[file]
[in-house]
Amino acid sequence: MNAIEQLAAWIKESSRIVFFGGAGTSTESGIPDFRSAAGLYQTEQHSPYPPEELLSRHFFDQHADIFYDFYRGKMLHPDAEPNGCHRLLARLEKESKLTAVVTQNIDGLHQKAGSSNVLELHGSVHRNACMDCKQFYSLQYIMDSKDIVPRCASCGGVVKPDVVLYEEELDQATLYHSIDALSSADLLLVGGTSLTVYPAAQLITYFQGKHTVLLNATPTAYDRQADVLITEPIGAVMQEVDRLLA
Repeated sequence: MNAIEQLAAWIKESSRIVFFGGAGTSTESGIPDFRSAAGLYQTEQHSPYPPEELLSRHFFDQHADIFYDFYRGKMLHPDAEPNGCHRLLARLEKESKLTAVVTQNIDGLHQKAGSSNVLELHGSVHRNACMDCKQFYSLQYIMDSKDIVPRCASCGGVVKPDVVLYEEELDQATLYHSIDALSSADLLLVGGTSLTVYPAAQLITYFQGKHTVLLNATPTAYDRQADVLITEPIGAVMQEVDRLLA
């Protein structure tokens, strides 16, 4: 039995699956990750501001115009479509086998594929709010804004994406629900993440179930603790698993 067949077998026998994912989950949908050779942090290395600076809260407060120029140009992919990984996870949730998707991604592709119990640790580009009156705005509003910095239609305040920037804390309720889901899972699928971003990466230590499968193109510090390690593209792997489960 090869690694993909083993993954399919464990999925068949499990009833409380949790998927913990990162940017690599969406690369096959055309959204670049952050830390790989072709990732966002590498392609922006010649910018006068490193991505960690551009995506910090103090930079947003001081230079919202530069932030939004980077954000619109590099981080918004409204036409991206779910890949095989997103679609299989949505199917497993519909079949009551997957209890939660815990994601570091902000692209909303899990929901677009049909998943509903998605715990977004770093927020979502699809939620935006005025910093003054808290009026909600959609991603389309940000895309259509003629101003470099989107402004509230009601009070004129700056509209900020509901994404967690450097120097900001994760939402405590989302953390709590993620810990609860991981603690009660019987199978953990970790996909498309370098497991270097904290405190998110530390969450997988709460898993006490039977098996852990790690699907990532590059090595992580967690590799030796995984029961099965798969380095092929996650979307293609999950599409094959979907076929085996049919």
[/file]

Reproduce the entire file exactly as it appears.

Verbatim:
[in-house]
Amino acid sequence: MNAIEQLAAWIKESSRIVFFGGAGTSTESGIPDFRSAAGLYQTEQHSPYPPEELLSRHFFDQHADIFYDFYRGKMLHPDAEPNGCHRLLARLEKESKLTAVVTQNIDGLHQKAGSSNVLELHGSVHRNACMDCKQFYSLQYIMDSKDIVPRCASCGGVVKPDVVLYEEELDQATLYHSIDALSSADLLLVGGTSLTVYPAAQLITYFQGKHTVLLNATPTAYDRQADVLITEPIGAVMQEVDRLLA
Repeated sequence: MNAIEQLAAWIKESSRIVFFGGAGTSTESGIPDFRSAAGLYQTEQHSPYPPEELLSRHFFDQHADIFYDFYRGKMLHPDAEPNGCHRLLARLEKESKLTAVVTQNIDGLHQKAGSSNVLELHGSVHRNACMDCKQFYSLQYIMDSKDIVPRCASCGGVVKPDVVLYEEELDQATLYHSIDALSSADLLLVGGTSLTVYPAAQLITYFQGKHTVLLNATPTAYDRQADVLITEPIGAVMQEVDRLLA
């Protein structure tokens, strides 16, 4: 039995699956990750501001115009479509086998594929709010804004994406629900993440179930603790698993 067949077998026998994912989950949908050779942090290395600076809260407060120029140009992919990984996870949730998707991604592709119990640790580009009156705005509003910095239609305040920037804390309720889901899972699928971003990466230590499968193109510090390690593209792997489960 090869690694993909083993993954399919464990999925068949499990009833409380949790998927913990990162940017690599969406690369096959055309959204670049952050830390790989072709990732966002590498392609922006010649910018006068490193991505960690551009995506910090103090930079947003001081230079919202530069932030939004980077954000619109590099981080918004409204036409991206779910890949095989997103679609299989949505199917497993519909079949009551997957209890939660815990994601570091902000692209909303899990929901677009049909998943509903998605715990977004770093927020979502699809939620935006005025910093003054808290009026909600959609991603389309940000895309259509003629101003470099989107402004509230009601009070004129700056509209900020509901994404967690450097120097900001994760939402405590989302953390709590993620810990609860991981603690009660019987199978953990970790996909498309370098497991270097904290405190998110530390969450997988709460898993006490039977098996852990790690699907990532590059090595992580967690590799030796995984029961099965798969380095092929996650979307293609999950599409094959979907076929085996049919």